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Sole Sourcing: How Helpful Was The VA’s Town Hall?

Today I attended a town hall on sole source contracts hosted by the VA’s Office of Small and Disadvantaged Business Utilization (OSDBU) and presented by Tom Leney (Executive Director of VA OSDBU). (This is part of a series of presentations intended to educate veteran business owners on federal procurement issues, others including VetBiz verification and tiered evaluation under Kingdomware).

While sole sourcing is a hot topic for veteran business owners, and I appreciate the effort of the town hall, the fact of the matter is that half an hour (including the time for questions) is simply not enough to provide significant value. I will say, however, that if one is interested in learning more about how to obtain a sole source award, the slides and the presentation provide good tools for independent research and effort. And we all like to believe that hard work is rewarded.

Sole sourcing is what it sounds like: awarding a contract to one contractor without conducting competition. As pointed out by Mr. Leney, there are two major requirements for sole sourcing to an SDVOSB or VOSB by the VA: 1) the contractor is a responsible source with respect to performance; and 2) the award can be made at a fair and reasonable price at the best value to the VA. While a determination that only one SDVOSB or VOSB can perform the work is not required, a written justification and approval must support the award. (See VAAR Parts 819.7007 and 7008 for further details). Sole sourcing by the VA versus other agencies also has a lower ceiling to permit a sole source contract ($5 million versus $6.5 million); and you have to be VetBiz-verified to be eligible.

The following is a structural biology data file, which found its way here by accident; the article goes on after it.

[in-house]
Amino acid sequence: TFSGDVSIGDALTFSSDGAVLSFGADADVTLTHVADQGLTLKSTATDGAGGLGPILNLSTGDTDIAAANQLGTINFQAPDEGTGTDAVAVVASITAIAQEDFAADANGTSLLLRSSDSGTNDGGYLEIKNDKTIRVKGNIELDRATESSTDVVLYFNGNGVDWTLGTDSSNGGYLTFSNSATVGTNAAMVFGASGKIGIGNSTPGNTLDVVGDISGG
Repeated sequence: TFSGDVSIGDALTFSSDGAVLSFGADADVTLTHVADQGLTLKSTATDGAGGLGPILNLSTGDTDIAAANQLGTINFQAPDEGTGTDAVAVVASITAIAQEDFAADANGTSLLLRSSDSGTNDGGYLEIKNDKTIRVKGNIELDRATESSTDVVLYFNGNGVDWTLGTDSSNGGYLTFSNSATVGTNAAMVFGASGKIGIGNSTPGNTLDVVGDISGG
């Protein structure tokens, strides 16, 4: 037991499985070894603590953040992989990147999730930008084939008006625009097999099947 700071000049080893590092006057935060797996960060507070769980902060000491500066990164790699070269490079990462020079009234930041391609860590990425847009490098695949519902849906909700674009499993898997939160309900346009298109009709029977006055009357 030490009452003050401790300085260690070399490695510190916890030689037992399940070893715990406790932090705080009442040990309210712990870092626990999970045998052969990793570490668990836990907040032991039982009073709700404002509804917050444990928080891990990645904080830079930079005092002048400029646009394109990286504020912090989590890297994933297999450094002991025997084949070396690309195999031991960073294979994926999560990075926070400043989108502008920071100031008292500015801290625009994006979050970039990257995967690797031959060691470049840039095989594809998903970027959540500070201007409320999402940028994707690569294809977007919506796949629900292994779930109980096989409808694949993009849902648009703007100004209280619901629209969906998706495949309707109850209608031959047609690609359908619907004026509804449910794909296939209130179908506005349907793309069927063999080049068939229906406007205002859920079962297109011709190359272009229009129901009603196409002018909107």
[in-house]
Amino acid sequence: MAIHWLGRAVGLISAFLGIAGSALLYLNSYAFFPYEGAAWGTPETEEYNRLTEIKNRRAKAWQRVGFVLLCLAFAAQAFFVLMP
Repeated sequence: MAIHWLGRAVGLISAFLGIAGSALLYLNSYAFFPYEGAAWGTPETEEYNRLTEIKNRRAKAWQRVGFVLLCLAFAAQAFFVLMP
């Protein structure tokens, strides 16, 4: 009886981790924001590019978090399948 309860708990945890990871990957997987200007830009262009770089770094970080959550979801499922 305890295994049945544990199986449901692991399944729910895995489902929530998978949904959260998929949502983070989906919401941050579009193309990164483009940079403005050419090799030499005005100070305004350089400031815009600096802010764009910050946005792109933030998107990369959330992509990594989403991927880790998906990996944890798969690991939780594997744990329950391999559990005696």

Mr. Leney also noted that the sole source program is not a business development program, or otherwise tied to a business plan. In other words, unlike with the 8(a) program, where the government aims to grow and develop those businesses, a veteran-owned business must obtain a sole source contract solely by offering quality performance at a fair and reasonable price. As a business owner, he advises you to engage with a contracting officer to show him that you’re procurement-ready and thus a viable contender for a sole source award. **However, see the below comment from Mr. Miller regarding the appropriate point of contact.

This is a particularly useful approach at the end of the fiscal year, where the contracting officer might be looking for reasons to award a sole source contract. Know which factors to meet to play the game: your ability to offer a fair and reasonable price, and proof of your responsibility.

Consider: do you have evidence that your price is fair and reasonable (i.e., are you on a schedule, are you the incumbent for the work)? Also, what evidence do you have to show you can do the work (i.e., relevant past performance)? Don’t be afraid to respectfully educate your contracting officer/project manager as to what you bring to the table.